A marketing manager explains why she is waiting and researching the World Wide Web before establishing a site.
"It's one thing to get all excited about the World Wide Web," says Karen Rizzo, marketing manager at Kryptonite, a $10-million manufacturer of bicycle locks in Canton, Mass. "But it's completely different to see whether it makes sound business sense to be on the Web."
Rizzo knows that Internet users are typically upscale, well-educated young men, like her bike-lock customers. Still, she has postponed trying to sell on the Web, the most popular part of the Internet, until she pinpoints her costs and the potential return. After all, a basic Web site with just a few "pages," or screens, of information can easily cost $6,000 to develop, never mind maintain. Equipping a company for sales transactions and customer interaction on the Web can run upwards of $40,000.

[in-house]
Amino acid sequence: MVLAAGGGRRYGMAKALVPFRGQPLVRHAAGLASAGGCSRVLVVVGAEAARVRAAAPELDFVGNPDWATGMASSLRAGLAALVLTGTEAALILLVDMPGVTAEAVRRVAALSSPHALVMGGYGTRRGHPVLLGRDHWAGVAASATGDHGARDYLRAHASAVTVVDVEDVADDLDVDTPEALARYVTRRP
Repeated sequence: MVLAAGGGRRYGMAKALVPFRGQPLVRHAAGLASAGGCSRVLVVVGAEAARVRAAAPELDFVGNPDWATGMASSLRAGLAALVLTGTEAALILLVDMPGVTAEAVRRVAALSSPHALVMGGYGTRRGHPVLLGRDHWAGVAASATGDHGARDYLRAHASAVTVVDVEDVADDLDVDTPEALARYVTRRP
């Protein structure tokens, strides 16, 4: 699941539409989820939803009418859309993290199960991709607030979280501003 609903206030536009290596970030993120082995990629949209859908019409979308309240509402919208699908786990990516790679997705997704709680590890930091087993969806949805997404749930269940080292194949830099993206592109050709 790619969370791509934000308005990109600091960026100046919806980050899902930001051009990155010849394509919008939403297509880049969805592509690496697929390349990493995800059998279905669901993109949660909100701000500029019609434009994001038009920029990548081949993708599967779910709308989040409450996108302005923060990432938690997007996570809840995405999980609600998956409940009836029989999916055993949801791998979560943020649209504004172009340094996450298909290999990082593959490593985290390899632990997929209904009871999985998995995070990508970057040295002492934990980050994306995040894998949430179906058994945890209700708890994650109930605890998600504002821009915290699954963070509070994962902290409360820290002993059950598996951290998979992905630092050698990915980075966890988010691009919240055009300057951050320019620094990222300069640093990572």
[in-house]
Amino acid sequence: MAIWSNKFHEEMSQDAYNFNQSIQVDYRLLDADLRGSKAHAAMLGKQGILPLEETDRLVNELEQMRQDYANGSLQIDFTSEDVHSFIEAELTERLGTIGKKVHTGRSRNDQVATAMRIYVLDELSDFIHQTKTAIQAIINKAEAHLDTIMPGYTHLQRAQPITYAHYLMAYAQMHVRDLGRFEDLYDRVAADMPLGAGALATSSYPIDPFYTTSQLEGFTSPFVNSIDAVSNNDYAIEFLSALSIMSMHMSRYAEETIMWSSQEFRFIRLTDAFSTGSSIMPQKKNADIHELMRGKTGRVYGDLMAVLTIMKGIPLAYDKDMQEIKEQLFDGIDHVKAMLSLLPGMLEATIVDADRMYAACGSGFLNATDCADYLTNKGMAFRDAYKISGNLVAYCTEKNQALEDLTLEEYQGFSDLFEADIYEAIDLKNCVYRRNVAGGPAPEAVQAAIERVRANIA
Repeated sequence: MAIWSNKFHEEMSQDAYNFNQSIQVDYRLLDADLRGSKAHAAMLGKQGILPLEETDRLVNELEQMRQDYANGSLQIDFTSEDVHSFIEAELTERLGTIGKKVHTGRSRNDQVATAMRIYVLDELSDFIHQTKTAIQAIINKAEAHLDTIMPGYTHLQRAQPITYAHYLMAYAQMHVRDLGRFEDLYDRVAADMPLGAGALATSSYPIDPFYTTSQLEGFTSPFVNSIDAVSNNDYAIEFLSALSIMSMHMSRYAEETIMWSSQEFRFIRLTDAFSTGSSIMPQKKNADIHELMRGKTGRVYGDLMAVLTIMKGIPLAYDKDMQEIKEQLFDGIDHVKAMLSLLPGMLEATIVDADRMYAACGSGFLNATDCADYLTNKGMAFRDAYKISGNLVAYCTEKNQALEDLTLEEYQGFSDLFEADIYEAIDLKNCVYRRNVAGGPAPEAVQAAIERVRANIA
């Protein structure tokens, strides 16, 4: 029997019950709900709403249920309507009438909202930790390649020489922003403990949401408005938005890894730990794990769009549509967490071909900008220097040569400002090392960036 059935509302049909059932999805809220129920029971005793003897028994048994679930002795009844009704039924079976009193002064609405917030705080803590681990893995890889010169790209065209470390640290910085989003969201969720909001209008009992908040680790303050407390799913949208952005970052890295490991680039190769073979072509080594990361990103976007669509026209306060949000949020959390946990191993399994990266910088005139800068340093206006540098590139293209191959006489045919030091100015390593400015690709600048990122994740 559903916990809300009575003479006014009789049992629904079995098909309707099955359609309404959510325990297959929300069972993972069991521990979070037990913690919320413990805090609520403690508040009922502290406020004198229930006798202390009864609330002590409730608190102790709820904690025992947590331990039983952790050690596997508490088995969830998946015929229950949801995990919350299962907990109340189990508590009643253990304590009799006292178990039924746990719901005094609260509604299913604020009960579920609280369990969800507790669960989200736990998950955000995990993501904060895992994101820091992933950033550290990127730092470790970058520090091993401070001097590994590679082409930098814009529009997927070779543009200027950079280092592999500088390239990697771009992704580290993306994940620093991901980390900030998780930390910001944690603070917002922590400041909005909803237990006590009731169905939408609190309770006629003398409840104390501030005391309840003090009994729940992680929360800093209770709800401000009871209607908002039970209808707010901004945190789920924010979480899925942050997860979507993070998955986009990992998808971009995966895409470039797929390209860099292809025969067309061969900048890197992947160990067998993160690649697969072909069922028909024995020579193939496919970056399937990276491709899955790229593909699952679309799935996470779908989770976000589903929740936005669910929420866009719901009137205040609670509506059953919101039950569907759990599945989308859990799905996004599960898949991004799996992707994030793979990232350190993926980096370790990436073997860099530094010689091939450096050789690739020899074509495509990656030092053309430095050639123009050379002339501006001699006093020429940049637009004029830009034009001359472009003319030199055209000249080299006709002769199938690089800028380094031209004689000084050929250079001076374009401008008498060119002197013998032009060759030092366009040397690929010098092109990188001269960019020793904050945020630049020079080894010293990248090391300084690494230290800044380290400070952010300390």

Kryptonite, which sells through distributors, will test the waters with a small home page offering press clips about the company. Visitors who request product or company information -- and supply their names and addresses -- will get it via regular mail. "That way we can track how many people ask for information, and if that generates business," says Rizzo, who's budgeted $10,000 for the Web page. If the site delivers leads, Rizzo's next step will be to interact with customers on-line by hosting electronic-mail focus groups about emerging products.
Rizzo expects the extra research time to pay off. "Lots of companies establish a Web site and then pull the plug, because they didn't anticipate how to do it well, and the costs and time demands got out of hand," she says.